Tips On Music Practice

Tips On Music Practice
Blog Writers - Tue Nov 12, 2013 @ 08:20PM
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Today my sister and I will be giving you some tips on how to practice music in an interview-type format. 

When do you practice?

Me: The time of day varies but I find morning works really well - by afternoon/evening I can get too tired.

Sister: Usually the morning!  I like practicing in the morning, because if you don't do it then, you don't feel as alert or motivated.

What tip do you have? 

Me: Switch up where you practice.  If you don't like the room you're in, switch it up.  I usually practice in our Music "Studio" or area, but sometimes it's a refreshing change to practice in the living room or bedroom.  So vary it! 

Sister: Divide your music practice into sections.  An example could be: hymns / private lesson practice / scales / and so on. 

Do you take notes at your private lesson so you can refer to them during practice?

Me: I take my own notes.  They are by no means "extensive" notes, I just jot down a few things I really want to rememeber and work on.

Sister: The teacher actually takes notes for me, which makes it easier because she can phrase things better.  I refer to the notes every day during my individual practice.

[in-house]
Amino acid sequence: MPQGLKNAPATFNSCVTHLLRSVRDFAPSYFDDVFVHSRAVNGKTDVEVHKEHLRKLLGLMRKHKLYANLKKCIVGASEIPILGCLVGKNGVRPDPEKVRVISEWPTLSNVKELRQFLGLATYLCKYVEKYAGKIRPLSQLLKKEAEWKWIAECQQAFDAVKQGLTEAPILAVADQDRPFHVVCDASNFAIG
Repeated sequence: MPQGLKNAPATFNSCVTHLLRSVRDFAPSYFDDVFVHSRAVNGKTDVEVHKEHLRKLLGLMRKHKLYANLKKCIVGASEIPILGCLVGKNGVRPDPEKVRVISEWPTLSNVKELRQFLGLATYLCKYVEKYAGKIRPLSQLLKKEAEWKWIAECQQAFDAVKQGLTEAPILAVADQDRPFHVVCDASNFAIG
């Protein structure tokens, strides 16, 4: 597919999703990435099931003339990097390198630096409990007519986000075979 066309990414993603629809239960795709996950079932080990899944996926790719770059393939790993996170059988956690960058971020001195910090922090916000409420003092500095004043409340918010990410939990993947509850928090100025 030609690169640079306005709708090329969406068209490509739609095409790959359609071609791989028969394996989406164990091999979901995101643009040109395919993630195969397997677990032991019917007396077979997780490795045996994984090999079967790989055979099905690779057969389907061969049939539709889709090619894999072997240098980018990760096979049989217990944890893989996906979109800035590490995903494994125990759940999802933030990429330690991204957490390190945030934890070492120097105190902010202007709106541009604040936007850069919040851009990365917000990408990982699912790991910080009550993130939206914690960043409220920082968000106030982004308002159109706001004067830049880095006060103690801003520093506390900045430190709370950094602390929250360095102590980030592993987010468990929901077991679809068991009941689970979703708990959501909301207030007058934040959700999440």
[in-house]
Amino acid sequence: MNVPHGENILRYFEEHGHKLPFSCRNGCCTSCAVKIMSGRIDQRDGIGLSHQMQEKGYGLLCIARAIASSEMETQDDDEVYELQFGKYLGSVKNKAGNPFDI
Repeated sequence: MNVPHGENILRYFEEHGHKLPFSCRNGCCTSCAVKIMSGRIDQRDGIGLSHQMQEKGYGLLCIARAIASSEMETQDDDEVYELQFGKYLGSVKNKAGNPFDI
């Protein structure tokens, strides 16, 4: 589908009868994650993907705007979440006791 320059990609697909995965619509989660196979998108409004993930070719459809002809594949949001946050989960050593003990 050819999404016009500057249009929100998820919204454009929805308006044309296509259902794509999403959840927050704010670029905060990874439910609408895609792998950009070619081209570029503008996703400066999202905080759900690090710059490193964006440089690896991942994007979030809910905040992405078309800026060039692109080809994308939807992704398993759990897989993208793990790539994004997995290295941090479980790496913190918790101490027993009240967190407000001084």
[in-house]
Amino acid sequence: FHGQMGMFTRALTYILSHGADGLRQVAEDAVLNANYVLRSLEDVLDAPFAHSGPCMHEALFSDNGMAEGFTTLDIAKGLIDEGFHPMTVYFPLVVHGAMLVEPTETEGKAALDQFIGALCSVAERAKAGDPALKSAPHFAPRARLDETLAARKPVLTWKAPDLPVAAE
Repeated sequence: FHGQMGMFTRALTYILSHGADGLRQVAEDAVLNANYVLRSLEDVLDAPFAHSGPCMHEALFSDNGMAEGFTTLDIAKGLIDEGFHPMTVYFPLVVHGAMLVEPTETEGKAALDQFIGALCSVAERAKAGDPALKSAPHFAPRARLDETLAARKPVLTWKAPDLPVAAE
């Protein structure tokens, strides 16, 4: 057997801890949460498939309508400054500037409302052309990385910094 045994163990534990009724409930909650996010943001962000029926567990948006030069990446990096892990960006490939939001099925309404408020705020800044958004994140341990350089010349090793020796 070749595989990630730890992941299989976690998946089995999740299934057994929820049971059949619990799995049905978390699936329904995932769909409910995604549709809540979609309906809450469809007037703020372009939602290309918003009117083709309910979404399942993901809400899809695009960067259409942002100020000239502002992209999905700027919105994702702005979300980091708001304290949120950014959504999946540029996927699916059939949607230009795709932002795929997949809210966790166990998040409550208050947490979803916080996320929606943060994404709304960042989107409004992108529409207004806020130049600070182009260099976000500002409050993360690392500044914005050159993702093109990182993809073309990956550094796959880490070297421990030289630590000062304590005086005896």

Any tips for making the practicing experience more enjoyable?

Me: I like the quote a swimmer once said: "you've just gotta stay in the pool longer".  When you think about it, practicing may not always be the most fun and enjoyable thing.  But if I want to get ahead and keep moving on to more songs - you need to "stay focused" longer.  Do hard.  It may not feel enjoyable at first, but the sense of accomplishment you get from staying focused (by God's grace) is so worth it!

Sister: Take short breaks after every few songs.  It really helps you to keep going.  Also set a goal of how long you want to practice for and try to stick with it.  If you find you're failing at reaching that goal, maybe go down a few minutes, but try to do hard things and aim high!

We'd like to share the following to close off the interview: "The greater danger for most of us lies not in setting our aim too high and falling short; but in setting our aim too low, and achieving our mark.”  Do hard things and your skills will go up!

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